Button to open description of an Independent Jewellery ValuerButton to open description of an Independent Jewellery Valuer

FREQUENTLY ASKED QUESTIONS

Answers to popular questions relating to jewellery valuation and our services

I tried to insure my jewellery but the insurance company says I have to have a valuation.

Your insurer needs to know what the risk is so that they can calculate your premium. They will accept the valuation of an NAJ FIRV valuer.

I don't want to insure my jewellery I just want to know what its worth.

A valuation has to be written for a specific purpose. "What its worth" can mean different things in different circumstances. Unless you have another reason in mind what you probably want is an insurance valuation which will give the current retail replacement value. If you are thinking of selling jewellery then obtaining an offer from a retailer or getting an auctioneers estimate is usually free. We will perform "Open Market" valuations for those who prefer to have expert guidance on the worth of jewellery without going down this route.

I like the idea of saving money. How does a valuation do that?

When you take out insurance for jewellery items it is not always made clear that it will be up to you to prove your claim in the event of a loss. Unless you have a complete set of receipts going back possibly many years this is going to be difficult. How would you prove the worth of Granny's diamond ring for instance? If you take a chance but insure for more than is necessary you will pay too much premium, possibly over a very long period. On the other hand, under insure and you will not get full compensation - you will have paid your premiums for nothing.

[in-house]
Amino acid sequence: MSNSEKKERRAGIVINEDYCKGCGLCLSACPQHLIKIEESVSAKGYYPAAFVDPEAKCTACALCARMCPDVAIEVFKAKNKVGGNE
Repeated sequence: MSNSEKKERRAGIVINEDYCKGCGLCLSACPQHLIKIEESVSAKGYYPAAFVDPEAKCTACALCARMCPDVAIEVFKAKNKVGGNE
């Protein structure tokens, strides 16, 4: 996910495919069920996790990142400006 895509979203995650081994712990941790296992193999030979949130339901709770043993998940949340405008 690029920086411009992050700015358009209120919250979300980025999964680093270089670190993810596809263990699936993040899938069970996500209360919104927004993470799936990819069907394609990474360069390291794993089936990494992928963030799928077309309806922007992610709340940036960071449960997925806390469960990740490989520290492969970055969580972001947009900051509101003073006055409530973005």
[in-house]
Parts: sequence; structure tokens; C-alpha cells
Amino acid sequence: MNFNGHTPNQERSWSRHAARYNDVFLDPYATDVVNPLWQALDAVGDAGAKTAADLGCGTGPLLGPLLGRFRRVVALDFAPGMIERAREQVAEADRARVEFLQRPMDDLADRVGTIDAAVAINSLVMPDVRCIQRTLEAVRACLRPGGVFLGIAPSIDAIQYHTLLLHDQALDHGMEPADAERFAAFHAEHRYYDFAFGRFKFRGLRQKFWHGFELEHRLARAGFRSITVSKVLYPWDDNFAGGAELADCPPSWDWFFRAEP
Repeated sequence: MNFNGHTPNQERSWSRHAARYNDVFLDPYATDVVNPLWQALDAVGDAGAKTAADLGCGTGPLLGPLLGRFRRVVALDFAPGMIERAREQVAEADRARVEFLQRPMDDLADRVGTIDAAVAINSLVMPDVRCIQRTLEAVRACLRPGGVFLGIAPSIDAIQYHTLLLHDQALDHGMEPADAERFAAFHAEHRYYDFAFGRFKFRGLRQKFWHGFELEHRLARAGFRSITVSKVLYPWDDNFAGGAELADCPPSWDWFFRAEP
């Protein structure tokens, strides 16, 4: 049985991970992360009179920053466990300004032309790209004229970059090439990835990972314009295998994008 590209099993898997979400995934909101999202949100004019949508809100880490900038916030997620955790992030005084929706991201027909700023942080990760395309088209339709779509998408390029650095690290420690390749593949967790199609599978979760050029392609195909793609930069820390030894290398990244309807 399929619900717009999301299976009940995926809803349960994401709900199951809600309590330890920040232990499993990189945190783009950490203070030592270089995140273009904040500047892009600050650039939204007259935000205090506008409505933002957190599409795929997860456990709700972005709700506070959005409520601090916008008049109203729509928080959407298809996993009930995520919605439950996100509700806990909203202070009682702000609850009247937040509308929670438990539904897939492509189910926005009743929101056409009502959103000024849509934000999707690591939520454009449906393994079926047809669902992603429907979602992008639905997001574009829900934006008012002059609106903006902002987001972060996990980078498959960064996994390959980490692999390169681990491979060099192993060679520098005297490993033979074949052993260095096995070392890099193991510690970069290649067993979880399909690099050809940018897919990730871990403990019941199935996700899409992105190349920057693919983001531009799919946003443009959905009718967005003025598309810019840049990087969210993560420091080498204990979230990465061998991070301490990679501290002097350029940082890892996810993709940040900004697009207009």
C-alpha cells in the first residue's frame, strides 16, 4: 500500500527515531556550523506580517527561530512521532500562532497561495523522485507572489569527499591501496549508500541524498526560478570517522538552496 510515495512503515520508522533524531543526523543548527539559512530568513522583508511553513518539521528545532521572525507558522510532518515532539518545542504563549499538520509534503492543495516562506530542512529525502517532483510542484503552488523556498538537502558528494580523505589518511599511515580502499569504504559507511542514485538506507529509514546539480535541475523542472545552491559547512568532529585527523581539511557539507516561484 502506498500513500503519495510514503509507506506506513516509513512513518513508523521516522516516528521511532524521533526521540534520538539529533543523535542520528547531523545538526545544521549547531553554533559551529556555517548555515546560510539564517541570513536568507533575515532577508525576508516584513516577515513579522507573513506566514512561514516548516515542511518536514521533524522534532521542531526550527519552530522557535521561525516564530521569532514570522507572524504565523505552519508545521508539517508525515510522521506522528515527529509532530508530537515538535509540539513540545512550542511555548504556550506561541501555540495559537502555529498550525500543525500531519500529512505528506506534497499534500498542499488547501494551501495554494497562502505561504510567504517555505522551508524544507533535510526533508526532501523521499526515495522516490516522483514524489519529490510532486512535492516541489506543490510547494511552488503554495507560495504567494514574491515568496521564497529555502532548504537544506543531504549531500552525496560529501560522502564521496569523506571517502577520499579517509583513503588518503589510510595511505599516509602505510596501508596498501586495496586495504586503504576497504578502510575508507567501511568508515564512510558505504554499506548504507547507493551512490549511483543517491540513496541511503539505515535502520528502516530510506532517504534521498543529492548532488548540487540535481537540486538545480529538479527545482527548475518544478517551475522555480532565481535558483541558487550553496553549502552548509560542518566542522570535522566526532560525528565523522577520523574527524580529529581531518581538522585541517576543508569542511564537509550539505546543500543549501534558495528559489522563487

I want to sell my jewellery and I want a certificate which proves its worth what I'm asking.

A valuation has to be addressed to a person or persons. We cannot undertake "to whom it may concern" valuations. A valuation for open market sale would be addressed to the seller only and is in the form of confidential advice. It cannot be used as "proof" of value to a third, unknown party.

When should I get my jewellery re-valued?

We recommend that valuations are checked every three years or so. It is quite possible there has not been much change in so short a time but variations in exchange rates and prices of raw materials can have a dramatic effect. We have all the details we need on file so a re-examination of the item is all that is required. We charge a reduced fee for a nice clean, crisp document and a small, fixed charge per item.

The antiques road-show do valuations free so why does it cost what it does?

A valuation must be in writing to mean anything. We research, we measure, we weigh, we calculate, we use instruments all to arrive at a sensible value. We then write it down and sign it! All this needs considerable investment in terms of experience, equipment and training so we have to charge a professional fee.
View an animated sample jewellery valuation.

What if I disagree with your valuation or spot what I think is an error?